Molecular Identification of Hookworm Isolates in Humans, Dogs and Soil in a Tribal Area in Tamil Nadu, India

Citation: George S, Levecke B, Kattula D, Velusamy V, Roy S, Geldhof P, et al. (2016) Molecular Identification of Hookworm Isolates in Humans, Dogs and Soil in a Tribal Area in Tamil Nadu, India. PLoS Negl Trop Dis 10(8): e0004891. doi:10.1371/journal.pntd.0004891
Published: August 3, 2016

HookwormsBackground: Hookworms (Necator americanus and Ancylostoma duodenale) remain a major public health problem worldwide. Infections with hookworms (e.g., A. caninum, A. ceylanicum and A. braziliense) are also prevalent in dogs, but the role of dogs as a reservoir for zoonotic hookworm infections in humans needs to be further explored.
Methodology/Principal Findings: As part of an open-label community based cluster-randomized trial in a tribal area in Tamil Nadu (India; 2013–2015), a total of 143 isolates of hookworm eggs from human stool were speciated based on a previously described PCR-RFLP methodology. The presence of hookworm DNA was confirmed in 119 of 143 human samples. N. americanus (100%) was the most prevalent species, followed by A. caninum (16.8%) and A. duodenale (8.4%). Because of the high prevalence of A. caninum in humans, dog samples were also collected to assess the prevalence of A. caninum in dogs. In 68 out of 77 canine stool samples the presence of hookworms was confirmed using PCR-RFLP. In dogs, both A. caninum (76.4%) and A. ceylanicum (27.9%) were identified. Additionally, to determine the contamination of soil with zoonotic hookworm larvae, topsoil was collected from defecating areas. Hookworm DNA was detected in 72 out of 78 soil samples that revealed presence of hookworm-like nematode larvae. In soil, different hookworm species were identified, with animal hookworms being more prevalent (A. ceylanicum: 60.2%, A. caninum: 29.4%, A. duodenale: 16.6%, N. americanus: 1.4%, A. braziliense: 1.4%).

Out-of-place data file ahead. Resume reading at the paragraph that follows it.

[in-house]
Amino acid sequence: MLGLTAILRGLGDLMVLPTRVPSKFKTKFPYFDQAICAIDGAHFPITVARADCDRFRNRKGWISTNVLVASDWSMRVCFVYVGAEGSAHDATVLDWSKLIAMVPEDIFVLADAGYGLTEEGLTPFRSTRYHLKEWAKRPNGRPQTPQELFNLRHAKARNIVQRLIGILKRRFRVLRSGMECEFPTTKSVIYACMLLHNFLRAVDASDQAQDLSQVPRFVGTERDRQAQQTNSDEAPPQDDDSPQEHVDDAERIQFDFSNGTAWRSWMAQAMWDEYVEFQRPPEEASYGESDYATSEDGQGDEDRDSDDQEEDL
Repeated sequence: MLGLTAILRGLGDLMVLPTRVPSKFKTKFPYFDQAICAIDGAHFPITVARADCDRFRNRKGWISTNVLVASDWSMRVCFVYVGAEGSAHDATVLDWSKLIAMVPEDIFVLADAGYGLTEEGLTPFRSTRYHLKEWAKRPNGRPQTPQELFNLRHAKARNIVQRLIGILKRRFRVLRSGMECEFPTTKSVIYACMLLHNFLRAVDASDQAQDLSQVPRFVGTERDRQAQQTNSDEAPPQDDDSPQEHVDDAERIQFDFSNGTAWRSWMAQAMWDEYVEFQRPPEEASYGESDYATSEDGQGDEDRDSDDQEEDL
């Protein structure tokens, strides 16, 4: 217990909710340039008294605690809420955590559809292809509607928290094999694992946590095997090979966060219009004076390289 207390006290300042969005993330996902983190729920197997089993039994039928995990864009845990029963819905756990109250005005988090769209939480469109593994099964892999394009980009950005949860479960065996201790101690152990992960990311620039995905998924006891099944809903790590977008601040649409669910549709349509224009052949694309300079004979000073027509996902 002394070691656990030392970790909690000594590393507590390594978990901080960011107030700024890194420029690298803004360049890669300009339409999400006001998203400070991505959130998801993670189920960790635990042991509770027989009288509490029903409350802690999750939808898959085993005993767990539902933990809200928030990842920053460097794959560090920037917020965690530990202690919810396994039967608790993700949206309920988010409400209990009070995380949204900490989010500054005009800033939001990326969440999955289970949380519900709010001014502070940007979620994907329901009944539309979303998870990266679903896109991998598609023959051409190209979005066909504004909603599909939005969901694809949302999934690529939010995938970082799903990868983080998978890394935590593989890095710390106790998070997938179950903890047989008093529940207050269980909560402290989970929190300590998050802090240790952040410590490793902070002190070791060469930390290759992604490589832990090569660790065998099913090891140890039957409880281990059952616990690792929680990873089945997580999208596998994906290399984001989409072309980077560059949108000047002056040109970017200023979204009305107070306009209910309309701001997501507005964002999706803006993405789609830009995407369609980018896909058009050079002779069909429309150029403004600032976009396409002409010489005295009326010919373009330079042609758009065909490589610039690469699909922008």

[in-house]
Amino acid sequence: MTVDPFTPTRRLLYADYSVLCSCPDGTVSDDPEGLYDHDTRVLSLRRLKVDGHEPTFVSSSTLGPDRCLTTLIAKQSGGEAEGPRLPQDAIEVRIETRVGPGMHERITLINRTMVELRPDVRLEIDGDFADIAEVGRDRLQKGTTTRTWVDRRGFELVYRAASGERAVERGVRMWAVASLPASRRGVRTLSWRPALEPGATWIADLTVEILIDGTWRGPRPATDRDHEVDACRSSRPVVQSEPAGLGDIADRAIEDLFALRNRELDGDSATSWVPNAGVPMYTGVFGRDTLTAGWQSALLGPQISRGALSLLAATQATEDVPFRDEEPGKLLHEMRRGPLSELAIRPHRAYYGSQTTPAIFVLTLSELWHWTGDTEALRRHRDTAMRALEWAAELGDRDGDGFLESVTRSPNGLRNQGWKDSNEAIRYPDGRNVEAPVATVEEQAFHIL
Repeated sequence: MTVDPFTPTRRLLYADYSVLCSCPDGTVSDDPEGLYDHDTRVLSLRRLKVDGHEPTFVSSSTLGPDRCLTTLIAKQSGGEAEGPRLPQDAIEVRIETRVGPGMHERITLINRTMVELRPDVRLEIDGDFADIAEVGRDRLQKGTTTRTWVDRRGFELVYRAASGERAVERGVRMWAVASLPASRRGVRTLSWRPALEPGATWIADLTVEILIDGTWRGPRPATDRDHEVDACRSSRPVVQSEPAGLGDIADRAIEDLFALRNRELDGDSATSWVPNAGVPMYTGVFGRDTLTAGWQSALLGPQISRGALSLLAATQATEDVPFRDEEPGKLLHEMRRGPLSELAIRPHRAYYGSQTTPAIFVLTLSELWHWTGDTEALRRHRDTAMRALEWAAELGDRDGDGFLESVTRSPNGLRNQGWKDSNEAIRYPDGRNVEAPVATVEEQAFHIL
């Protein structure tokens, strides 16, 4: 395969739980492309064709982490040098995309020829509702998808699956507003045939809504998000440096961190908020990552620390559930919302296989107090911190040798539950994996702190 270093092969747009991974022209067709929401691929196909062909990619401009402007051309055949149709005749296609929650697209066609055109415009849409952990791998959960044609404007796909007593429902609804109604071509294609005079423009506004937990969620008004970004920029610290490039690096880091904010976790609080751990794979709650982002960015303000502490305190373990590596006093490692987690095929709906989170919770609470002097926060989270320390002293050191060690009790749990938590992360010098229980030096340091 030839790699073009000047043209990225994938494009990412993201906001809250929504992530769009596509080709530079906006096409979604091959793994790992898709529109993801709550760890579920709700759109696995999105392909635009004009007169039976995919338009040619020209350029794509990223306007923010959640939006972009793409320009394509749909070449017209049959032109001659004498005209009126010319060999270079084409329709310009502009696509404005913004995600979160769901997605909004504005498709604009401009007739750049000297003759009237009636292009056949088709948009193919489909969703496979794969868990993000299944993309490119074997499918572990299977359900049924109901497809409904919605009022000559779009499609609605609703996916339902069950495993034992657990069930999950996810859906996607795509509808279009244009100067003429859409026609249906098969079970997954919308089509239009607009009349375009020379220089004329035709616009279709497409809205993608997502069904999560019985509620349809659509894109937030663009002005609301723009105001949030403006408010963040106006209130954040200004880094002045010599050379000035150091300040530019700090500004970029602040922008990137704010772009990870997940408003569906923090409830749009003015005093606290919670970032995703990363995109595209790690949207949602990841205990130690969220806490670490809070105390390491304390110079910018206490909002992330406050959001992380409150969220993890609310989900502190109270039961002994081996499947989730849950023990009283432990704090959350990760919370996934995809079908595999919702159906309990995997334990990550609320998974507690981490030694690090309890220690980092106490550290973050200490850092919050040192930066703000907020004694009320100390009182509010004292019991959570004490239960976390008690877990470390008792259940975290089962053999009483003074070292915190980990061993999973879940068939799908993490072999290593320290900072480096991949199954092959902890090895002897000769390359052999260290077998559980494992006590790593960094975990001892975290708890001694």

Conclusions/Significance: In our study we regularly detected the presence of A. caninum DNA in the stool of humans. Whether this is the result of infection is currently unknown but it does warrant a closer look at dogs as a potential reservoir.

Author Summary: Hookworm infections remain a major public health problem in both tropical and subtropical parts of the world. To control the disease burden attributable to hookworms, large-scale deworming programs, in which drugs are administered to schoolchildren regardless of their infection status, are currently being implemented in endemic regions. However, these programs face some difficulties. One of them is the uncertainty about the role of animals in the transmission of hookworm infections. It is commonly believed that human-specific hookworms cause these infections, but there is growing evidence that the role of some animal-specific hookworms as cause of infection in humans should not be underestimated. We determined the different hookworms in humans, dogs and soil (eggs excreted by adult hookworms in stool are non-infectious, and need to develop and hatch on the soil before larvae can transmit disease by penetrating the skin) in a tribal area in India. In this area, the transmission of hookworms between humans and dogs is possible. Our results highlight the presence of DNA from animal-specific hookworms in both soil and human stool. Although these findings suggest that these animals could act as reservoir for zoonotic hookworm infections in humans, they should be interpreted with caution. This is because we lack the evidence to confirm A. caninum infections in our study population. Other potential reasons for the presence of DNA in stool are contamination of stool with environmental eggs or larvae during sample collection and passive passage in which eggs or larvae are ingested but did result in any infection.


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